round random = unexpected behaviour. round floor = expected behaviour!

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I'm using random to generate random directions in the northing and then again for the easting, but in testing, got odd results. Perhaps I'm misunderstanding how round works, the biki clearly says it rounds to nearest integer.

```x0 = 0;
x1 = 0;
x2 = 0;
xrange = 0;
counter = 0;
while {counter < 1000} do
{
xx=round(random 2);
counter = counter +1;
switch (xx) do
{
case 0:	{x0 = x0 +1};
case 1: {x1 = x1 +1};
case 2: {x2 = x2 +1};
case default {xrange = xrange +1};
};
};
diag_log format ["round x0=%1,x1=%2,x2=%3, default=%4",x0,x1,x2,xrange];

hint format ["round x0=%1,x1=%2,x2=%3, default=%4",x0,x1,x2,xrange];
```

This picks out 1 twice as often as you'd expect it to.

```"round x0=234,x1=530,x2=236, default=0"
"round x0=277,x1=482,x2=241, default=0"
"round x0=254,x1=510,x2=236, default=0"
"round x0=278,x1=488,x2=234, default=0"
"round x0=271,x1=481,x2=248, default=0"```

So I changed to using floor. Note that I use random 3 not 2 because floor ALWAYS round down.

```x0 = 0;
x1 = 0;
x2 = 0;
xrange = 0;
counter = 0;
while {counter < 1000} do
{
xx=floor(random 3);
counter = counter +1;
switch (xx) do
{
case 0:	{x0 = x0 +1};
case 1: {x1 = x1 +1};
case 2: {x2 = x2 +1};
case default {xrange = xrange +1};
};
};
diag_log format ["floor x0=%1,x1=%2,x2=%3, default=%4",x0,x1,x2,xrange];

hint format ["floor x0=%1,x1=%2,x2=%3, default=%4",x0,x1,x2,xrange];```

And sure enough...

```"floor x0=320,x1=369,x2=311, default=0"
"floor x0=333,x1=336,x2=331, default=0"
"floor x0=352,x1=329,x2=319, default=0"
"floor x0=330,x1=319,x2=351, default=0"
"floor x0=322,x1=330,x2=348, default=0"
"floor x0=313,x1=347,x2=340, default=0"
```

That's within what I'd expect to be statistically random.

So, what's happening with round? Or is the question, what's happening with random?

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Round is statistically random - as long as you use an infinite range of numbers. The problem is when you use a limited range with round. Look at what happens near the ends:

0 = [0.0, 0.5] 0.5 - 0.0 = 0.5 => 0.5 / 2.0 = 25%

1 = [0.5, 1.5] 1.5 - 0.5 = 1.0 => 1.0 / 2.0 = 50%

2 = [1.5, 2.0] 2.0 - 1.5 = 0.5 => 0.5 / 2.0 = 25%

The ends have smaller range when using round.

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That makes sense now that you put it that way. and it does support what I'm seeing, for sure.

So, using your logic, random floor makes better statistical sense because it better utilizes the numbers at the extreme ends on the range when the range is very small?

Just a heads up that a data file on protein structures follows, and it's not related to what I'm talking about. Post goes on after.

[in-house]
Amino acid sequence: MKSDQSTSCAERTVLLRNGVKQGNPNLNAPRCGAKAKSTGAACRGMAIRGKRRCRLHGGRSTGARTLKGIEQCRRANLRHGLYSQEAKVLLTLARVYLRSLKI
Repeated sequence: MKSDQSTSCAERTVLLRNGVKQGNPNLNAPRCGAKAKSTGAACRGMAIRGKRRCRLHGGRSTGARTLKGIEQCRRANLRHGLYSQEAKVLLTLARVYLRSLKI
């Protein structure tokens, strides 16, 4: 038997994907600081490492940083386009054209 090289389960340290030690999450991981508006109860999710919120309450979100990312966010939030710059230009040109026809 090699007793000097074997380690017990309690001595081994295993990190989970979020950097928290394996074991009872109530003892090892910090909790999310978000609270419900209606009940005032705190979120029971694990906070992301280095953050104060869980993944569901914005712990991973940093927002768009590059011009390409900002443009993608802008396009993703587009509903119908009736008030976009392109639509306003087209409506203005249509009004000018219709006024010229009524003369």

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Yup, you should use floor instead (or some other method that gives a uniform distribution of numbers but: floor random X is pretty much the standard).

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Just goes to show - never too old to learn something I should have learn 30 years ago! Thanks Muzz.

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A quick update to this that is relevant and hopefully useful to some others.

I've been using BIS_fnc_selectRandom to do some stuff in a mission script.

Wary of the rounding problem that muzz was good enough to point out to me without making me look a complete knobend, I decided I check out exactly how the distribution of this BIS function worked.

Sure enough, it chooses the first and last element from the array half as often as you'd expect. It can't be trusted to make a true random choice.

I won't bother readers with the code, but here's the results when asked to choose 1 of 8 elements a thousand times. You are seeing the number of times it chose the first element and the second and third etc etc.

`"683 1410 1450 1411 1438 1382 1461 765"`

So to get around this, I pad the array I'm supplying to the function with a discardable element in the first and last positions, and discard and try again each time it chooses the first or last element, which gives me;

`"1150 1092 1106 1116 1031 1090 1112 1132"`

Much better. No statistically significant variation there.

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You got me really interested there.

So, if I get this right, everytime you let the function select something from the array you discard the element selected? Or am I totally wrong here?

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Not quite. It should only discard (and retry) the result if the function chooses the first or last element. Perhaps I should post the code after all. :)

```c0 = 0; c1 = 0; c2 = 0; c3 = 0; c4 = 0; c5 = 0; c6 = 0; c7 = 0;
waituntil {!isnil "bis_fnc_init"};
for "_i" from 0 to 9999 do
{
result = [[9,9],[0,7],[7,7],[7,0],[7,-7],[0,-7],[-7,-7],[-7,0],[-7,7],[9,9]] call BIS_fnc_selectRandom;
result2  = str result;
hint format ["%1", _i];
switch (result2) do
{
case "[0,7]":
{c0 = c0 +1};
case "[7,7]":
{c1 = c1 +1};
case "[7,0]":
{c2 = c2 +1};
case "[7,-7]":
{c3 = c3 +1};
case "[0,-7]":
{c4 = c4 +1};
case "[-7,-7]":
{c5 = c5 +1};
case "[-7,0]":
{c6 = c6 +1};
case "[-7,7]":
{c7 = c7 +1};
};
};
diag_log format ["%1 %2 %3 %4 %5 %6 %7 %8", c0,c1,c2,c3,c4,c5,c6,c7];
hint "complete";```

Because the random number generator this function uses round, not floor to make an integer, it has half the chance of choosing the first or last number in it's range than any of the other numbers in it's range. See Muzz's excellent explanation a few posts up.

I wanted to choose a random direction move of 7m in 1 of 8 directions - the cardinal and ordinal directions. Basically N, NE, E, SE,S,SW,W OR NW. You can see those in the array that is passed to the function has those movements. But because of this bug in the function, it didn't choose the first and last direction as often as it should, so I wasn't getting north or north east often enough.

So I added two fake elements ( the 9,9) into the array and didn't count them in the totting up in the switch statement. The remaining totals are statistically random.

This is just test code to prove my findings. To deploy my workaround in the real code, I'd need to loop back into the function if it chooses the first or last element. Something like (untested) this;

```result = "[9,9]"; //rig the while check so it works first time in.
while {result = "[9,9]"} do {result = [[9,9],[0,7],[7,7],[7,0],[7,-7],[0,-7],[-7,-7],[-7,0],[-7,7],[9,9]] call BIS_fnc_selectRandom;};```